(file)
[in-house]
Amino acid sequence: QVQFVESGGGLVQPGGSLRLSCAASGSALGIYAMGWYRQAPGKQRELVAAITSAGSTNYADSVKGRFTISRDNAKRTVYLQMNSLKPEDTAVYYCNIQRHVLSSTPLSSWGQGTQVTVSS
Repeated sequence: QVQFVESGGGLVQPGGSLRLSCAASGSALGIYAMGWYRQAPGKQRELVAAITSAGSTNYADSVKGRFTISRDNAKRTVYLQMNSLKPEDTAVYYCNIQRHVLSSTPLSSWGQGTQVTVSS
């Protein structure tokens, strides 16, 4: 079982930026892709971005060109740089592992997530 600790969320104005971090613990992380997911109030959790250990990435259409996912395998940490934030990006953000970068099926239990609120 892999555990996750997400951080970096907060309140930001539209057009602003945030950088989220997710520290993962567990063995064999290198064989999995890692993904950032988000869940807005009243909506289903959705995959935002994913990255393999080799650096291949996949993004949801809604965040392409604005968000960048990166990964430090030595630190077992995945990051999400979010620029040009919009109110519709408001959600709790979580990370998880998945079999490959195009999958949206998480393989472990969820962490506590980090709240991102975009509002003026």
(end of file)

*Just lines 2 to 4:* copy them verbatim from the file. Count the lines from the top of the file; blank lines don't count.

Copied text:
Amino acid sequence: QVQFVESGGGLVQPGGSLRLSCAASGSALGIYAMGWYRQAPGKQRELVAAITSAGSTNYADSVKGRFTISRDNAKRTVYLQMNSLKPEDTAVYYCNIQRHVLSSTPLSSWGQGTQVTVSS
Repeated sequence: QVQFVESGGGLVQPGGSLRLSCAASGSALGIYAMGWYRQAPGKQRELVAAITSAGSTNYADSVKGRFTISRDNAKRTVYLQMNSLKPEDTAVYYCNIQRHVLSSTPLSSWGQGTQVTVSS
């Protein structure tokens, strides 16, 4: 079982930026892709971005060109740089592992997530 600790969320104005971090613990992380997911109030959790250990990435259409996912395998940490934030990006953000970068099926239990609120 892999555990996750997400951080970096907060309140930001539209057009602003945030950088989220997710520290993962567990063995064999290198064989999995890692993904950032988000869940807005009243909506289903959705995959935002994913990255393999080799650096291949996949993004949801809604965040392409604005968000960048990166990964430090030595630190077992995945990051999400979010620029040009919009109110519709408001959600709790979580990370998880998945079999490959195009999958949206998480393989472990969820962490506590980090709240991102975009509002003026």